The Souls of the Martyrs

There are relatively few biblical passages that give us a look into Heaven.  There are even fewer that include human beings.  Revelation 6:9-11 is a short passage that does just that.  What insights does it give?

The first thing to note is that this is part of the unsealing of a scroll within the throne room of God.  The contents of the scroll are unspecified, but a good guess is that this scroll actually unveils God’s good plan for His people.  Unfortunately,  a fair degree of judgment has to fall on mankind before we get to the good stuff.  Seven seals are ultimately broken.  Most bring tragedy to the inhabitants of the Earth.  The strange exception is the fifth seal.  The fifth seal produces a vision for the author of Revelation, John.

John sees the souls of those who have been killed for being Christians.  We are all aware that we will die somehow.  When you are violently put to an untimely death because of your faith those left behind have to wonder “is this worth it”, at least a little.  The vision given is a message for the living.  The martyrs are not gone, they are living.  They are close to God, and God is caring for them.

John says that he sees their souls.  The soul is the immaterial part of our being.  “Immaterial” just means that it is not properly a part of our current universe.  Are souls “material” in Heaven?  In the last verse they are given “white robes”.  This is not apparel.  Pulling on Paul’s language in 2 Corinthians 5, I would conclude that the white robes are actually a Heavenly body.  Or in other words, a physical body in Heaven to pair with the soul.

Their location is also interesting.  They are “under the altar”.  This sounds small, as if they were mice; but the dimensions of the throne room of God are likely very large.  If this throne room is what is seen descending to the New Earth in Revelation 21, then the space under the altar could be the size of Kansas.

The martyrs seem a bit disgruntled but perhaps they are just being curious.  “How long until you judge the inhabitants of Earth and avenge our blood?”  This is not a complaint about being stuck under the altar, but rather a call for justice.  God’s justice will come but not without time for repentance, time for all nations to hear the Gospel, and time for the total number of martyrs to be completed.

The final item seems like a weird criteria.  Martyrdom seems like a bad thing.  Even the martyrs don’t seem particularly fond of it.  But God has set apart special honor for those who are willing to die for Jesus.  He knows who they will be throughout time.  None who are chosen would want to miss the opportunity of this honor.  It is well worth it.  Martyrs for Christ are being made to this day.  Who knows when this will be complete, but each person brings us closer to Judgment Day.  To be a “martyr” means that somebody kills you.  You don’t kill yourself.  The Muslim idea of martyrdom is more suicide and blasphemy than honorable.  A real martyr gives a witness.  That is what the word “martyr” means.  It is a witness that shows I believe and trust God even unto death.  Jesus gave such a witness about His love for us.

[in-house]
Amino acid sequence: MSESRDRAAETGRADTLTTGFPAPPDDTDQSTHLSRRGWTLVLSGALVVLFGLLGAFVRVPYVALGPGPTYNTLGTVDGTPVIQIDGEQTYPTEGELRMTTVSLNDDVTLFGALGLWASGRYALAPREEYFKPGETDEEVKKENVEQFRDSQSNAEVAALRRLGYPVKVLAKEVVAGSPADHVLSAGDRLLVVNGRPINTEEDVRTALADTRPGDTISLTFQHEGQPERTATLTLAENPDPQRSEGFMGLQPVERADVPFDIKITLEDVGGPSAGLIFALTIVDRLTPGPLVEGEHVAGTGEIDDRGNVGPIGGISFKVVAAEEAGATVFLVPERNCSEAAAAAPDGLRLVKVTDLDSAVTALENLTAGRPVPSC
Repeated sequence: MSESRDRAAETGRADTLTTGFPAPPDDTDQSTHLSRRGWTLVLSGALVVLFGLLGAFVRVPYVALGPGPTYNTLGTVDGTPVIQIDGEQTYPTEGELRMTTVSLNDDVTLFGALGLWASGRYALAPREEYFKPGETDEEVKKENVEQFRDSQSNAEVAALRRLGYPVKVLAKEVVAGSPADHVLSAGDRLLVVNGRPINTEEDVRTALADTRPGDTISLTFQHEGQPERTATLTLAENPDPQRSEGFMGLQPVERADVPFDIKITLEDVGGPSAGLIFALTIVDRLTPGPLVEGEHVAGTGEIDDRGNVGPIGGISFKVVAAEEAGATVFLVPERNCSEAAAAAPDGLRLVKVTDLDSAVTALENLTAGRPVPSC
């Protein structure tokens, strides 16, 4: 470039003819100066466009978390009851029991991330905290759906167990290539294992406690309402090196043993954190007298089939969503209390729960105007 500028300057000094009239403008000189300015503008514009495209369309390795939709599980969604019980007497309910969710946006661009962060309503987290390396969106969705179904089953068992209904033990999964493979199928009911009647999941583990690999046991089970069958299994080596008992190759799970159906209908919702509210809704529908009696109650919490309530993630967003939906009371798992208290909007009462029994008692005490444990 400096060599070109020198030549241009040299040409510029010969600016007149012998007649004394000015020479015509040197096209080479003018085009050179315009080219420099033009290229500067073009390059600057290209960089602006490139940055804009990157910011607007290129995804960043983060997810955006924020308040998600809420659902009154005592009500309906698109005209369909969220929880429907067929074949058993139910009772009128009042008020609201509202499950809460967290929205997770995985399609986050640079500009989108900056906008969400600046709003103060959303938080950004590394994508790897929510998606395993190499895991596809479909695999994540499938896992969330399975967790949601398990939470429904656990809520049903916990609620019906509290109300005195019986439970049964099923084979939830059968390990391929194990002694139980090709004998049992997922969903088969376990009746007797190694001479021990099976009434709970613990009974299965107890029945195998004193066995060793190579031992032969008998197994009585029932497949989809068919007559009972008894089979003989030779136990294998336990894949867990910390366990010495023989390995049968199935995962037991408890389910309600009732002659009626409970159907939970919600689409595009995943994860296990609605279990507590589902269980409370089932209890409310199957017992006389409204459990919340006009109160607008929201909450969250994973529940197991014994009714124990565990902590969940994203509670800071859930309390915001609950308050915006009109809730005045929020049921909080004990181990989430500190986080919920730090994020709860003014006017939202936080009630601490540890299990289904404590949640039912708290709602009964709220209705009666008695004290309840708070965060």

The vision is brief but instructive.  In the period between death and Judgment Day, people who belong to God are consciously alive and in Heaven.  Heaven is not their ultimate destination.  Judgment Day will usher in the New Earth. Both Heaven and the New Earth are the gift of Jesus and something to look to with anticipation.

 

 

Do You Get a Body in Heaven?

Do you like your body?  Probably the majority of people have some complaint about their bodies.  Either they are the wrong shape or size or their functioning is poor.  Or both.  If you have a body that you consider beautiful, that is great.  Don’t get to comfortable with it.  Age comes to everyone.

We will all grow old, unless we die young.  We will acquire physical misfunctions.  That is the way it works in a world altered by sin.  And that is really all we deserve.  It is only by the forgiveness that comes through Jesus’ death and resurrection that we have a promise of more.

This blog has tried to bring out what is promised in the Bible about life after death.  There is Sheol and then, after Judgment Day, the lake of fire for those who remain unforgiven.  There is Heaven and then, at Judgment Day, a resurrection of the body and a New Earth for those who belong to God.  Details are limited.  Questions are abundant.